Brad Pitt and Frank Pollaro’s furniture collection was first unveiled a few weeks ago. Not something entirely new for Brad Pitt, as he’s been doodling architecture and furniture designs since he was in college. When Frank Pollaro was installing a desk from his workshop in Brad Pitt’s house in France he saw the actors sketch books and they decided to collaborate.
I keep wondering about the original desk that was being installed chez Pitt, and I wonder if it is a reproduction Rulhmann that Frank Pollaro is so famous for. If so what a massive shame that one of the few people who can afford an original Rulhmann that are available in Paris where they were created , would be importing to France a Frank Pollaro reproduction from the USA. I don’t care how many trees Brad Pitt plants, I find this environmentally twisted on so many levels. So I’m hoping that this desk was in fact one of Pitt’s designs, but then again if that were the case it would probably be a known part of the story.
Frank Pollaro’s studio in New Jersey produces woodwork of the highest level. So it’s is surprising to see these glass and metal pieces coming from his workshop. A lot of the work is based on the idea of the evolution of how a line moves. The tables are limited edition and impressive in their fluid simplicity. They seem easily balanced in their irregularity which is both physically and visually tricky, an exercise which takes a lot of trial and error and rethinking to look casual.
The steel Collage sofa table, made by Bonaldo, was inspired by a bunch of assorted old mirrors that Alain Gilles saw at a flea market, all separate yet operating together as if they were one larger object. The Collage table is in fact two pieces, one individual coffee table and one group of four atatched together, that are articulated around the higher circular table. To understand how it can move around It’s best to watch the video. My personal favourite version of this ensemble is where there is one table with copper paint, a sort of sophisticated bling.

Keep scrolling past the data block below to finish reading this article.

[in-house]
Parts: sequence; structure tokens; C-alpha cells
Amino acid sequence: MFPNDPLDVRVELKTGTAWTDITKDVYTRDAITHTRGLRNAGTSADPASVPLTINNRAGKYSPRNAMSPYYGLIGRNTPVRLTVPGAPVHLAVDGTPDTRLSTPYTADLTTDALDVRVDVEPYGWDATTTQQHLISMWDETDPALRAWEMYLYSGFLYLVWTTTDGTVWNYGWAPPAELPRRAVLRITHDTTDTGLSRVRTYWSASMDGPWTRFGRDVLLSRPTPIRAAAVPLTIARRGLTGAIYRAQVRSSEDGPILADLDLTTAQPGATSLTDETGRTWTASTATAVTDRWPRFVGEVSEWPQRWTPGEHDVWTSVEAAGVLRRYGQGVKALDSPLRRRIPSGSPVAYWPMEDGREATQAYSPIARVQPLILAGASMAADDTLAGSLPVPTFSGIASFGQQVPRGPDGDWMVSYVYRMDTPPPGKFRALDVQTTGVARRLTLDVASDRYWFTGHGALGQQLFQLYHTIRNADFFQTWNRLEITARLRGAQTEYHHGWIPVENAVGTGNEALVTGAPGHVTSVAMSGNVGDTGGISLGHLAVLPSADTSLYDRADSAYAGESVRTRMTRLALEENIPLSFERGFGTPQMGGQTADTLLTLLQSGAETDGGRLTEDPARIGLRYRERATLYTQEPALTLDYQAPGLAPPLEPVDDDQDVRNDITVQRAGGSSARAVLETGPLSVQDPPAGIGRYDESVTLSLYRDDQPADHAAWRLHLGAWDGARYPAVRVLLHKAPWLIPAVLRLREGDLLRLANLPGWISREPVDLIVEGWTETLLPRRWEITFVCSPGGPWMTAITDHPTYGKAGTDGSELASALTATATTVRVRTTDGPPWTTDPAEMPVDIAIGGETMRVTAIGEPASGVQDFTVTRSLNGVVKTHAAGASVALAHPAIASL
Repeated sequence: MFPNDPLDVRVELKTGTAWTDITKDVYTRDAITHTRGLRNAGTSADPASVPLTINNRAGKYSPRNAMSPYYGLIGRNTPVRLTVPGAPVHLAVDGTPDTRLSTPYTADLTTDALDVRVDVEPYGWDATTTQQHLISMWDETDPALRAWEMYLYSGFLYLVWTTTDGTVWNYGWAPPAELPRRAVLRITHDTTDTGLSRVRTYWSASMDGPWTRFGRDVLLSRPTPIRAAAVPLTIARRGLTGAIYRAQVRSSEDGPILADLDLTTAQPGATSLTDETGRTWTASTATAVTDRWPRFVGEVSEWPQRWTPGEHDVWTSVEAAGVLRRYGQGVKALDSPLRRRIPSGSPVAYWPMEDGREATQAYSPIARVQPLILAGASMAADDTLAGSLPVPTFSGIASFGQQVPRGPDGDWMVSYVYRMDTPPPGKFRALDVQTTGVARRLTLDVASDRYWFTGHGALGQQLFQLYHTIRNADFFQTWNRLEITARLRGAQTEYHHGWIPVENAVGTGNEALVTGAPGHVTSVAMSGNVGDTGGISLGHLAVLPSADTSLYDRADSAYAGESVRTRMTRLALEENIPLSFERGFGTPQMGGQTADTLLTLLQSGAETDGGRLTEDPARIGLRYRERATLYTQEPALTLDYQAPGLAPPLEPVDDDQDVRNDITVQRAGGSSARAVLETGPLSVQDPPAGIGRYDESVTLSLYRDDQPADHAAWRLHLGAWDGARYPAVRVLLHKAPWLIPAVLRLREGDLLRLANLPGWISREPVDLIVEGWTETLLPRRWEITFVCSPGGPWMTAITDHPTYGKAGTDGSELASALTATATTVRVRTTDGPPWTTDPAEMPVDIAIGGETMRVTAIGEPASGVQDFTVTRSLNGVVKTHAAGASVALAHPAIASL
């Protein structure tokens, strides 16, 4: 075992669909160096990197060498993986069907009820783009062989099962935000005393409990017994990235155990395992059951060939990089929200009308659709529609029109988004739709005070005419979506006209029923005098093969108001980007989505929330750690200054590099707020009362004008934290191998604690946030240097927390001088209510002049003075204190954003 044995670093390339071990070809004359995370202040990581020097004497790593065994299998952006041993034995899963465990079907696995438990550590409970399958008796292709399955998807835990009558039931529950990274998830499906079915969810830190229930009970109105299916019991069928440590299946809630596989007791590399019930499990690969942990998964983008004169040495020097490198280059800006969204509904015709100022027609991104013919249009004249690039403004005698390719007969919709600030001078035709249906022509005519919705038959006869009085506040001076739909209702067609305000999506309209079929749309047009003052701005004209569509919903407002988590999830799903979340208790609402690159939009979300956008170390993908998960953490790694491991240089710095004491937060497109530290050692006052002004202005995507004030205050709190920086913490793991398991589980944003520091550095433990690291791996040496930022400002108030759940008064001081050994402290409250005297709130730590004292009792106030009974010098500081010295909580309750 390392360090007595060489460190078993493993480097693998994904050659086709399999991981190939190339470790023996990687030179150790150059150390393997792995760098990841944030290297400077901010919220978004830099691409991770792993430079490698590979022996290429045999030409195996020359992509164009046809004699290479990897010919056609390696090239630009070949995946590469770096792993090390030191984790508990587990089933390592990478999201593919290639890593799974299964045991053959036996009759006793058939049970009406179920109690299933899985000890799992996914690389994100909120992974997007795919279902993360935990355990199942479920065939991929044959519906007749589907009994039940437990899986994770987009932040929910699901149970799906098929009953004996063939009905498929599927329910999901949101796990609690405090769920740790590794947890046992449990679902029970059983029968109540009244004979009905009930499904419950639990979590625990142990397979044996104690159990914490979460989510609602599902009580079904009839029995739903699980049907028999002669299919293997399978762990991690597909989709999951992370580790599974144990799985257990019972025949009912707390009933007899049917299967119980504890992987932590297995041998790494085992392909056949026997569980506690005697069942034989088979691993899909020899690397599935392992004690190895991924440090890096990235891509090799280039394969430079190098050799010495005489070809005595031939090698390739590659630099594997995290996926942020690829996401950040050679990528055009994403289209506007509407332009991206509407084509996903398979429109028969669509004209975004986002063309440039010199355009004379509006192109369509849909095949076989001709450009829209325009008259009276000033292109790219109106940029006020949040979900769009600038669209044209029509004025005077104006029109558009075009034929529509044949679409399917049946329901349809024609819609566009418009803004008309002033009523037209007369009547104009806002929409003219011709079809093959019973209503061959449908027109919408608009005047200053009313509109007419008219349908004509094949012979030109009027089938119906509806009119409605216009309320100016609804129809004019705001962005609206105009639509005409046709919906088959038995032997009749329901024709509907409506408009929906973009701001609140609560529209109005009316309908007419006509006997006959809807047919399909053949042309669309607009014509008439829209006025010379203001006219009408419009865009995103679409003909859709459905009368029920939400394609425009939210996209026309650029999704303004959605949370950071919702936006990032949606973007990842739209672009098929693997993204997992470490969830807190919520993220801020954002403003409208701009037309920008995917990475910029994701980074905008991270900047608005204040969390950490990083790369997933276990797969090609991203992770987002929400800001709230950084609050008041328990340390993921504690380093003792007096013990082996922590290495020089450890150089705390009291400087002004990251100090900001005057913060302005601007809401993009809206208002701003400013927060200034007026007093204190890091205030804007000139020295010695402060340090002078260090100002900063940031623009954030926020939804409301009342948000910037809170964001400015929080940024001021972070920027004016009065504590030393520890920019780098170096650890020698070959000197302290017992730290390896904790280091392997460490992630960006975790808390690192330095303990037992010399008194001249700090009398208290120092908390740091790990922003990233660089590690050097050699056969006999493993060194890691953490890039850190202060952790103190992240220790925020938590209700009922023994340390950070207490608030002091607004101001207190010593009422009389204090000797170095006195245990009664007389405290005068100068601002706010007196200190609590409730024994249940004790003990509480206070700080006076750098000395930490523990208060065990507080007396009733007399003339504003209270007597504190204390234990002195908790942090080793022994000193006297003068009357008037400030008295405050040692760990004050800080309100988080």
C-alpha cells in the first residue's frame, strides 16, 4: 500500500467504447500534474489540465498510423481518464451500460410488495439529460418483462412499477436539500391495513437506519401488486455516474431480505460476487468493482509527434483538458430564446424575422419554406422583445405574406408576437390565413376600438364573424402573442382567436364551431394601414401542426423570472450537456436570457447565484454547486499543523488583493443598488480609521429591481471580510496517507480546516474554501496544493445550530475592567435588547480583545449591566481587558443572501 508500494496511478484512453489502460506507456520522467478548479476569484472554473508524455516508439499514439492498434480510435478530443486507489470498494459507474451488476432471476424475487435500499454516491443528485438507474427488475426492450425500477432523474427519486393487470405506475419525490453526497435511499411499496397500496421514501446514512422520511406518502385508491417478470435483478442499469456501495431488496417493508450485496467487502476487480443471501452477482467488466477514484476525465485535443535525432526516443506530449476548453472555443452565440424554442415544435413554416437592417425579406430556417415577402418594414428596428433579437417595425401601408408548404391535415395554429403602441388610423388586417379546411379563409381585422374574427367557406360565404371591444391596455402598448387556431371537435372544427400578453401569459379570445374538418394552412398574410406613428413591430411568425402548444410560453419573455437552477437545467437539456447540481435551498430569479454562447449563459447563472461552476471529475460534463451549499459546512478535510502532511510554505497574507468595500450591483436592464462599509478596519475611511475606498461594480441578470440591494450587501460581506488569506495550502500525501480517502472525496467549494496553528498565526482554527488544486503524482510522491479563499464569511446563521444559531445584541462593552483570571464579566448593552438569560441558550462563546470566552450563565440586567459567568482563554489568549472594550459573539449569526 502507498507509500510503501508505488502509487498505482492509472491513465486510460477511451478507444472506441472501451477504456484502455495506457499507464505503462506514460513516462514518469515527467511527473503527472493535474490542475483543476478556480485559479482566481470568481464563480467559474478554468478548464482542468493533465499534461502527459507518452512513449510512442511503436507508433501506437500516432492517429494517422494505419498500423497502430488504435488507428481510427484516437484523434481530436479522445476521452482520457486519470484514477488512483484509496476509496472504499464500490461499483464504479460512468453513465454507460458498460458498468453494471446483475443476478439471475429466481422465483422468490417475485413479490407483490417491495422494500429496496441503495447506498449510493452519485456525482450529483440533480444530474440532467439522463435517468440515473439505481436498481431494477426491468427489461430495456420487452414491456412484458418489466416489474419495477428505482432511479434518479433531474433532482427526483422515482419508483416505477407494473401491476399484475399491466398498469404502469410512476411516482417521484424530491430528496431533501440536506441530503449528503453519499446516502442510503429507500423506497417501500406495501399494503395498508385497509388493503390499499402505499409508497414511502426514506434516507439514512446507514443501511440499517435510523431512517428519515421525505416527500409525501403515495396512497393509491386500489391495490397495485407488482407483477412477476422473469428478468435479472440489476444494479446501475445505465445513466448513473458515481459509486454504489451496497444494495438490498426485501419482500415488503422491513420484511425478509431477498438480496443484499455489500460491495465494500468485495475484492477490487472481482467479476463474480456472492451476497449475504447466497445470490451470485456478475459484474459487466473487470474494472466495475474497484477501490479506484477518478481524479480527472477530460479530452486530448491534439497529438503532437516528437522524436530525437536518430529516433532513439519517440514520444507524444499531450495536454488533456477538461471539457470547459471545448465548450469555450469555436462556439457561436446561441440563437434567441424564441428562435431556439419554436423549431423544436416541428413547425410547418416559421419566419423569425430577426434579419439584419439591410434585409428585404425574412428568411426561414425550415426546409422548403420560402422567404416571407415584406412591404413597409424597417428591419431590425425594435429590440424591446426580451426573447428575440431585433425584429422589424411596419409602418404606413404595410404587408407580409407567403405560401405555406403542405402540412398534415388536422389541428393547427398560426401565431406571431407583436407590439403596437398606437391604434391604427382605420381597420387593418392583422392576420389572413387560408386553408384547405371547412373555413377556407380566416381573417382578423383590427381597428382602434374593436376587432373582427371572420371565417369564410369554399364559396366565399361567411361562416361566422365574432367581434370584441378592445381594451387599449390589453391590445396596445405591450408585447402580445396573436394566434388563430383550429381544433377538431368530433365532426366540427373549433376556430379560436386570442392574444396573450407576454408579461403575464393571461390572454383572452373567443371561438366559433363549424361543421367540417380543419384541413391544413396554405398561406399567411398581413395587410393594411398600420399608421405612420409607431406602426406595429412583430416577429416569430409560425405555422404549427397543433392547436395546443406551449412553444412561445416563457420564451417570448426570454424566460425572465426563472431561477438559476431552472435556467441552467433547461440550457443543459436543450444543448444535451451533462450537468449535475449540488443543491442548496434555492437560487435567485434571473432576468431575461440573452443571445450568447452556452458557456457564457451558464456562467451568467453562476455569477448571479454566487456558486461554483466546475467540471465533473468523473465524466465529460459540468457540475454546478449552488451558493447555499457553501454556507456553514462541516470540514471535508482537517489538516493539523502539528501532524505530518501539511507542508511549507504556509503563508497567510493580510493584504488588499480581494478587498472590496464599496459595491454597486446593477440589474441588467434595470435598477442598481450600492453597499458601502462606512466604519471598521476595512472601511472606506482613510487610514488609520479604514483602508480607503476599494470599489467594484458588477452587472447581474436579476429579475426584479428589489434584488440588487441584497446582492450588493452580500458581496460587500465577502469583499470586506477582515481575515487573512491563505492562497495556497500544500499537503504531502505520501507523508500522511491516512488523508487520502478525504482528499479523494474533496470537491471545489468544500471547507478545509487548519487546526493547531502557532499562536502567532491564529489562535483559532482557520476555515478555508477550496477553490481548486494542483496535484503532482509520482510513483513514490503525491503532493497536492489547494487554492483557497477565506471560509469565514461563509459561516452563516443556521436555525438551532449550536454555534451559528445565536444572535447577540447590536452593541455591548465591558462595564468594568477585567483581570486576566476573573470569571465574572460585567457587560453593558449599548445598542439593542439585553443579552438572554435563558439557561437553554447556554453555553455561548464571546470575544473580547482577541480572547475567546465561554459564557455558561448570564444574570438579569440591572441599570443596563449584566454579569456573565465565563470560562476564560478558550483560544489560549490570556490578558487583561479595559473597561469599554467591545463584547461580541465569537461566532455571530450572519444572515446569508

It would be tempting to put a glass top on the Sypder table by Luisa Peixoto so that small objects wouldn’t fall through the web. Yet a series of small round trays to put things on, like little islands, wouldn’t detract from it’s pure sculptural quality. As you touch the metal lines that continuously wind around, it would keep it’s feeling of a trap.
Endless is yet another brilliant Dutch student design project. Inspired by 3D printers in 2005 Dirk Vander Kooij recycled an old industrial robot to extrude a string of recycled plastic, like a piece of spaghetti being laid along a pathway, and gradually building up the shape layer by layer. This technique also means that the design can be adjusted without having to modify a mould, thus it’s possibilities, like the plastic spaghetti that it’s made from, become endless.
It is not surprising that the Swiss designer, Max Bill, who wrote a book in 1949 called “Mathematical thinking in the art of our times”, (La Pensée mathématique dans l’art de notre temps), would design a three legged table like this. Triangulation and curved surfaces are a fundamental part of his style. The Dreirundtisch coffee table is made of wood with a linoleum table-top and is currently available at the brilliantly named Kiss the Design gallery, in Lausanne. An amazing place for post war design.
The simple tables called Simple Table, are spray painted laser cut sheets of steel. Vivian Chiu has named her design well. They appear to be coffee tables but they are actually about a meter high. A sheet of glass wouldn’t go amiss to prevent pens or forks landing on the parquet, but then they would loose their simplicity wouldn’t they?